Roche files definitive proxy, sends letter to Illumina shareholders

Roche has announced today that it has filed a definitive proxy statement, in addition to sending a letter to Illumina’s shareholders.

Kelsey Kaustinen
BASEL, Switzerland—In keeping with Illumina, Inc.'s filingof definitive proxy materials yesterday, Roche has announced today that it toohas filed a definitive proxy statement, in addition to sending a letter toIllumina's shareholders encouraging them to both tender their shares intoRoche's offer. The letter also encourages Illumina shareholders to vote for thenominees Roche selected for Illumina's board of directors and to vote in favorof the proposals Roche has put forward that, if passed, would give it amajority on Illumina's board should Roche's nominees be elected.
 
 
The letter came from Severin Schwan, CEO of Roche Group, andcontains an extensive argument in favor of Roche's offer. It reiterated thatRoche considers the offer to be full and fair, one that "provides valuecertainty and liquidity today to shareholders."
 
"[The offer] allows shareholders to immediately realize,upon the closing of our tender offer, a significant return relative to theunaffected share price," the letter noted. "Additionally, the 29.5xPrice/Earnings (P/E) and 5.6x Enterprise Value/Revenue multiples represented byour offer value Illumina well above any of its peers and above multiplesoffered in recent precedent life sciences tools transactions."
 
 
Schwan went on to point out that "Looking at 2012 and 2013,Illumina will continue to face revenue headwinds due to uncertainty overgovernment funding levels, corresponding hesitation to spend byinstitutional/academic customers, competition from innovative next generationsequencing devices and rapidly evolving novel sequencing technologies.Reflective of these headwinds, Illumina management recently issued its lowestrevenue and earnings growth guidance in the past five years." He added thatIllumina's growth will be hampered by several factors, including an increasedneed for investment and increased competition for market share, and opines that"absent Roche's offer, Illumina's shares would likely trade at a significantlylower price."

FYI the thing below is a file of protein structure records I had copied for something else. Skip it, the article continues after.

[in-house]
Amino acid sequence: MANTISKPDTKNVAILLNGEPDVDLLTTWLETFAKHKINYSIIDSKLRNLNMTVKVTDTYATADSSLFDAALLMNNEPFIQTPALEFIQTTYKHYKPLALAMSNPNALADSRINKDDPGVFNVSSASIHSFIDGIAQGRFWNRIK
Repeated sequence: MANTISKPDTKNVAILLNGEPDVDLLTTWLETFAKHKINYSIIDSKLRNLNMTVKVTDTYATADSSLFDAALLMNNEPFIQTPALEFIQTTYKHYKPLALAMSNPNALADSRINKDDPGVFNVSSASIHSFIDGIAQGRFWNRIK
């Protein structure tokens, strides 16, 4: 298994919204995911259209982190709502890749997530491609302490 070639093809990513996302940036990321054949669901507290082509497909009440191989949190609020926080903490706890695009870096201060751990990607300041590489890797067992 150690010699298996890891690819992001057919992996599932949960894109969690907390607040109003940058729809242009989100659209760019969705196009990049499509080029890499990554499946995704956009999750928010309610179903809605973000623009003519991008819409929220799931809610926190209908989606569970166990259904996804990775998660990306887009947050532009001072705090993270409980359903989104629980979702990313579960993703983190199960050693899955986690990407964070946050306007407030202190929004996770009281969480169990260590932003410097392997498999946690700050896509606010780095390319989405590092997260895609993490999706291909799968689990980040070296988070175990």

The offer, he said, stands well above what Illumina couldexpect to be earning per share without the publicity of the offer to drive upshare price, in keeping with the potential of the sequencing market andIllumina's assets and management team. For Illumina to offer its shareholdersgreater value as a standalone company rather than part of Roche, it would haveto "execute its long-term plan flawlessly," something Schwan noted could bedifficult given Illumina's lack of scale and infrastructure for expanding intothe life science and clinical diagnostics market, as well as its lack ofexperience in "regulated areas such as clinical diagnostics that requiresignificant system development, experience in performing clinical trials, andexperience to successfully interact with the FDA."
 
 
The letter concluded with a note that Roche "also want[s]Illumina's CEO, Jay Flatley, to be an active participant in those discussionsand hope that he would choose to remain with Illumina after its acquisition byRoche."
 
"Although Mr. Flatley's seat on the Illumina Board is one ofthose we are contesting in this election, if after the election one of theremaining incumbent Illumina directors chose to resign, Roche would support anyBoard decision to have Mr. Flatley fill that vacancy," Schwan added.
 
Illumina's annual meeting, at which the board elections willtake place and this issue might see a conclusion, is set for April 18.

Kelsey Kaustinen

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